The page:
She didn’t. She couldn’t. He was keeping himself locked away inside her. Strangling wasn’t the answer. But he didn’t know what the opposite would be.

Gradually, his grip loosened. His demands lost their voice. He slumped over her, across the bed. His fingertips slid away from her throat and mouth and lay harmlessly across the pillow.

She exhaled at last, but the smoke didn’t come out.

 

 


 

 

 

Day 363’s three random writing prompt categories were, “Magical realism,” “Chainsmoking,” and, “A prostitute.”

Two prompts left, you guys. We’re almost there.

I suppose I had to balance yesterday’s sappy-happy romance with… this. Hopefully you aren’t too traumatized.

– H.

Rising from the Fall

The ground shook, the earth opened up, and down I fell. You know that feeling you get when you have a bad night tossing and turning and when it’s morning it feels like time passed somewhere but you don’t remember sleeping? While I was falling, it felt like that. Forever, until I hit the bottom and wondered if I lost time somewhere along the way.

Thankfully someone saw me fall, or else I’d have been filled in with cement or something, blanketed and forgotten. Paramedics lifted me out, bruised, bleeding, shattered. Dimly, I saw a concerned-looking young woman watching me as I was loaded onto a stretcher. She had wavy locks of dark chocolate hair, a series of tan-coloured freckles crossing the bridge her nose, and she was bundled up in a heavy checkered scarf and a long navy coat. She was wearing the same scarf and coat when she visited me in the hospital the next day.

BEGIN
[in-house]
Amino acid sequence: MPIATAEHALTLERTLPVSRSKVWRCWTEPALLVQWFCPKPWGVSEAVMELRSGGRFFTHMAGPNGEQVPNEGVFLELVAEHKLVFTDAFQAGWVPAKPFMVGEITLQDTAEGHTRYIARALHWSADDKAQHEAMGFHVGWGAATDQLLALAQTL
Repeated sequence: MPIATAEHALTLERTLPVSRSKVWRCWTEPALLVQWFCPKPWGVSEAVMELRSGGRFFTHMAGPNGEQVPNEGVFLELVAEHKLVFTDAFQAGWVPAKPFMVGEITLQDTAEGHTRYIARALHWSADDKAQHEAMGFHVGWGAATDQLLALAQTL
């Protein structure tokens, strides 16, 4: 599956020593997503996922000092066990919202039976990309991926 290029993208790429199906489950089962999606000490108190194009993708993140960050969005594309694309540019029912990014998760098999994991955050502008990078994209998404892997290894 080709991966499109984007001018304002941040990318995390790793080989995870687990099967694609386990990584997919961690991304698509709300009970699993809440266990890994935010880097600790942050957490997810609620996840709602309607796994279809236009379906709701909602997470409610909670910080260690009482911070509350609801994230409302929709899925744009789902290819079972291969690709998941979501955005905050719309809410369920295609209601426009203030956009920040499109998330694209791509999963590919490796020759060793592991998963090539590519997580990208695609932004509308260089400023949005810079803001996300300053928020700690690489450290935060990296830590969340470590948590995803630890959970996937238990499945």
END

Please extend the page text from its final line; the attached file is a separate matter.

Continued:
I thanked her for finding me, and she said she didn’t find me, only saw me fall. I thanked her, then, for calling for help. She accepted that time. When my wife arrived, she thanked the young woman too, who smiled and made an excuse to leave.

“She likes you,” my wife said.

“She’s just checking up on me,” I said.

I was told I might not walk again. If I did, it would be a long, hard road to get there. My wife helped me for a while, visiting me in rehab often, wheeling me around when I was ready to come home, but she had her own busy life, and had to return to it. I didn’t blame her. As it happened, June, the young woman who saved my life, was looking for work, so I hired her as an assistant. My wife didn’t seem happy about the idea, but she didn’t seem threatened by June either. She looked at me with pity rather than love, like I was something to be cared for rather than someone to care for.